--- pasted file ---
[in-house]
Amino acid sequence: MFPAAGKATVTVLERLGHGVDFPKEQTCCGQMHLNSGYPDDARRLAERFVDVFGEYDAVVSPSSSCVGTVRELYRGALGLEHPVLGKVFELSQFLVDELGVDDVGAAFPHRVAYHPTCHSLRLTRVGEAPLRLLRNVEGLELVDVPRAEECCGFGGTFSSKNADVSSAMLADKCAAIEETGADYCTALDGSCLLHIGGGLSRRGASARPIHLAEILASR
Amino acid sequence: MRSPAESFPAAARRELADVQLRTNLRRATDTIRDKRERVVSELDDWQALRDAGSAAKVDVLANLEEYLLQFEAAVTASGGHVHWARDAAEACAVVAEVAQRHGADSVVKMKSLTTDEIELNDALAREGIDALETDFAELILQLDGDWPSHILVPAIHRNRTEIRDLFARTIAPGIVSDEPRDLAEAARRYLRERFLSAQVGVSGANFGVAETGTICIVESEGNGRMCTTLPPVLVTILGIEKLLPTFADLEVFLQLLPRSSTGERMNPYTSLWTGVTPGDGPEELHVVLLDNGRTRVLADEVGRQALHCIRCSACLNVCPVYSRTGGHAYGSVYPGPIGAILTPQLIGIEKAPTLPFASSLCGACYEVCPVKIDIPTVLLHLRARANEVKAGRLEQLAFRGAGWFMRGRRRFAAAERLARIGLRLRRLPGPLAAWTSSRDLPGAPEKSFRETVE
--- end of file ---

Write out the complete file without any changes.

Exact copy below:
[in-house]
Amino acid sequence: MFPAAGKATVTVLERLGHGVDFPKEQTCCGQMHLNSGYPDDARRLAERFVDVFGEYDAVVSPSSSCVGTVRELYRGALGLEHPVLGKVFELSQFLVDELGVDDVGAAFPHRVAYHPTCHSLRLTRVGEAPLRLLRNVEGLELVDVPRAEECCGFGGTFSSKNADVSSAMLADKCAAIEETGADYCTALDGSCLLHIGGGLSRRGASARPIHLAEILASR
Amino acid sequence: MRSPAESFPAAARRELADVQLRTNLRRATDTIRDKRERVVSELDDWQALRDAGSAAKVDVLANLEEYLLQFEAAVTASGGHVHWARDAAEACAVVAEVAQRHGADSVVKMKSLTTDEIELNDALAREGIDALETDFAELILQLDGDWPSHILVPAIHRNRTEIRDLFARTIAPGIVSDEPRDLAEAARRYLRERFLSAQVGVSGANFGVAETGTICIVESEGNGRMCTTLPPVLVTILGIEKLLPTFADLEVFLQLLPRSSTGERMNPYTSLWTGVTPGDGPEELHVVLLDNGRTRVLADEVGRQALHCIRCSACLNVCPVYSRTGGHAYGSVYPGPIGAILTPQLIGIEKAPTLPFASSLCGACYEVCPVKIDIPTVLLHLRARANEVKAGRLEQLAFRGAGWFMRGRRRFAAAERLARIGLRLRRLPGPLAAWTSSRDLPGAPEKSFRETVE